Serbia: According to news from media and the CCC network, labour inspectorate in Serbia has had its budget for travel costs cut down by 70%. This, combined with a recent decrease in their regular control has significantly decreased the ability of labour inspectorate to react in cases of workers' rights violations. Sub-capacitated even in regular circumstances, labour inspectorate is now under increased pressure from employers and the State. Though some of its reactions are questionable according to the same media, moves like this are putting labour inspectorate under significantly more pressure. 

Sri Lanka: The Asia Floor Wage Alliance reports that, five factories of Smart Shirt, which produce mainly for US POLO Assn., have been going against government directives by paying workers only half the basic pay with cuts on Employees' Provident Fund (EPF) and Employees' Trust Fund (ETF) for the last three months. When workers gathered outside the factory demanding a meeting with management, only five workers were allowed inside the factory premises to take part in the discussions with management. Meanwhile, workers who had travelled long distances are anxiously waiting outside the factory as they are not allowed to attend the meeting that determines the future of their livelihoods. Workers, gathering near the factories in question, are concerned about potential factory closures and layoffs. 

2 June 2020 

Bangladesh: Media report that the European Union is going to provide a fund to support Bangladesh’s garment workers who will become jobless and lose income due to the impact of the coronavirus crisis. Each of the garment workers will get cash support of Tk3,000 for three months in the first phase, from June to August. The vice-president of the BKMEA said that the support might be extended for a second three-month phase depending on the availability of fund and number of workers. The grant is likely to be extended for a second three-month phase afterwards. Meanwhile, another article reports that Nazma Akhter, president of the Sommilito Garments Sramik Federation, reports that, since the end of the Eid vacation, many workers have been dismissed. "Since the end of Eid vacation, I have received many calls every day from fired workers", she said. In addition, The Loadstar reports that Mohammad Hatem, senior vice president of the BKMEA, said that manufacturers were terminating workers because they have no work orders. Even though some factories have started receiving inquiries from buyers, "the flow is very poor", he said.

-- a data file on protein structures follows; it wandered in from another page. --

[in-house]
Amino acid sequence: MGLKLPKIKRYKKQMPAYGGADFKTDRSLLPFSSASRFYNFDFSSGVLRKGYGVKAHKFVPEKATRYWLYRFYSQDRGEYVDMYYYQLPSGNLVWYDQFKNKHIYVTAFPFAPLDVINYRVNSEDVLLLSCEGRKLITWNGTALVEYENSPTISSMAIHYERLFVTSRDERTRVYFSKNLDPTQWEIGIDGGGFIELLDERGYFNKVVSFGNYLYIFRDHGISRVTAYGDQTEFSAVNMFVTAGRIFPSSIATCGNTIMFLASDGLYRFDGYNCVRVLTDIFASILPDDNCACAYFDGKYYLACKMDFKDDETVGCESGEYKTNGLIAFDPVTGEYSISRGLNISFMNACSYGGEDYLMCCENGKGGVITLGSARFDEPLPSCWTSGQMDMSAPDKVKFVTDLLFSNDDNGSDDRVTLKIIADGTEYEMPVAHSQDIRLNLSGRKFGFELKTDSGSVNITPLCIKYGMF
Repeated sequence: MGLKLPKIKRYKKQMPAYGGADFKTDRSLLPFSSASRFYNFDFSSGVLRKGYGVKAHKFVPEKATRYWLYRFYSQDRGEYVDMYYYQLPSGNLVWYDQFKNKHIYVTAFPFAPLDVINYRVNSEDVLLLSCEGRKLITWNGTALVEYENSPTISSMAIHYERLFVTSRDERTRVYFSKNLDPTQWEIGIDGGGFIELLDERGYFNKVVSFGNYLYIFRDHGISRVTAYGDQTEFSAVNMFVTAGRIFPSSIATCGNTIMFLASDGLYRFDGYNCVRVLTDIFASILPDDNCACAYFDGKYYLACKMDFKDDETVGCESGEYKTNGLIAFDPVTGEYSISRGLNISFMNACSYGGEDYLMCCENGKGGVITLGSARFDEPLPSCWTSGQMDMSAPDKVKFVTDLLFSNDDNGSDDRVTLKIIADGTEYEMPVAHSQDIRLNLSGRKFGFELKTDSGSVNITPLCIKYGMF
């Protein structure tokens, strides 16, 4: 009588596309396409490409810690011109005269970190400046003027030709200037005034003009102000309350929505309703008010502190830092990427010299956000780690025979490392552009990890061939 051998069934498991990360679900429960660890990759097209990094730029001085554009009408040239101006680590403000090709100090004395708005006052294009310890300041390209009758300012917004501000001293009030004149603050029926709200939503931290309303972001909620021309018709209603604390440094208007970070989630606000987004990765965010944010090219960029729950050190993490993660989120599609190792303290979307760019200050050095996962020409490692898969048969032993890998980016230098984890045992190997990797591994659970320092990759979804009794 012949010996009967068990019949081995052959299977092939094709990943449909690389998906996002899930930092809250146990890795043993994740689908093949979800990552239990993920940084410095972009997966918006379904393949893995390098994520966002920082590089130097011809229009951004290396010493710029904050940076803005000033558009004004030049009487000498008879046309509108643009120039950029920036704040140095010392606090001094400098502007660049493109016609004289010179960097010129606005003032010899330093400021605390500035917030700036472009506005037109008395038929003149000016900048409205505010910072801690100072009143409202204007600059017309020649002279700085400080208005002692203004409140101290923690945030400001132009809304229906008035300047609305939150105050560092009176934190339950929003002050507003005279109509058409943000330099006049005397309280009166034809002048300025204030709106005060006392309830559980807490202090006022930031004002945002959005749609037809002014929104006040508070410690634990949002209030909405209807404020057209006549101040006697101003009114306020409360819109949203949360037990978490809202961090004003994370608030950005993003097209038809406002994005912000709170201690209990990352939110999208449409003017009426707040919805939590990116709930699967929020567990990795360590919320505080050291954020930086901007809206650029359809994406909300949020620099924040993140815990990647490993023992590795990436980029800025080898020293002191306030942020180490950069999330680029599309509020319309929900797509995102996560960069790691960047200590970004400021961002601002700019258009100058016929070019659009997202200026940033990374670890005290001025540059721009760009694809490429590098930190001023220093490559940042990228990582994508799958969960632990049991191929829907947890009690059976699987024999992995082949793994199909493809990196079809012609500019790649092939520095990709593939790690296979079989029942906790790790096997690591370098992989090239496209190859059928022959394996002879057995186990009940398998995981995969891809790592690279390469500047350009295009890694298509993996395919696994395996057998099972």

Cambodia: Media report that 256 garment, footwear and travel goods factories have suspended their operations, affecting more than 130,000 workers. Heng Sour, Labour Ministry spokesperson, said that factories had not received orders from buyers for both May and June and that that would likely be the norm for the foreseeable future. "We can conclude that exports of garments and footwear will be hit hard in the second quarter this year", he said.

According to reports from the CCC network, Superl management is in the process of applying all procedures for the withdrawal of the legal complaint against Mrs Soy Sros, local union president of the Collective Union of Movement Workers (CUMW). Although this has been received as a step in the right direction, the CUMW reiterates that it is not clear how long this will take. Since being released on bail, there have been at least two negotiation meetings regarding the withdrawal of accusations. Trade unions and labour rights organisations, including CCC, are still fighting for the following demands to be met, by pressure on the factory owners and the buyers, Michael Kors and Kate Spade:

  1.  All charges against Mrs Soy Sros must be dropped;
  2. Mrs Soy Sros to be immediately reinstated in her role at the factory;
  3. Mrs Soy Sros to receive back pay for wages lost during her detention, also accounting for the harm to her reputation;
  4. Ensure that workers' rights and FoA is fully  respected and that Mrs. Soy Sros will not be retaliated against upon reinstatement.

Soy Sros CUMW

India: Media report that garment factories in India are shifting production to PPE as "a matter of survival". Rangaraj K S, head of HR at a garment factory in the Peenya Industrial area, explained that "We have no option". Their factory used to operate will over 3000 workers. Now, the factory is operating with 1200 workers, less than half of its pre-pandemic workforce. "The situation is dire. Workers depend on factory wages, but international orders have dried up", he added. About 50% of factories in the Peenya Industrial area are producing PPE. Srinivas Asranna, president of the Peenya Industrial Association, however, made clear that this will not be a permanent solution for the industry.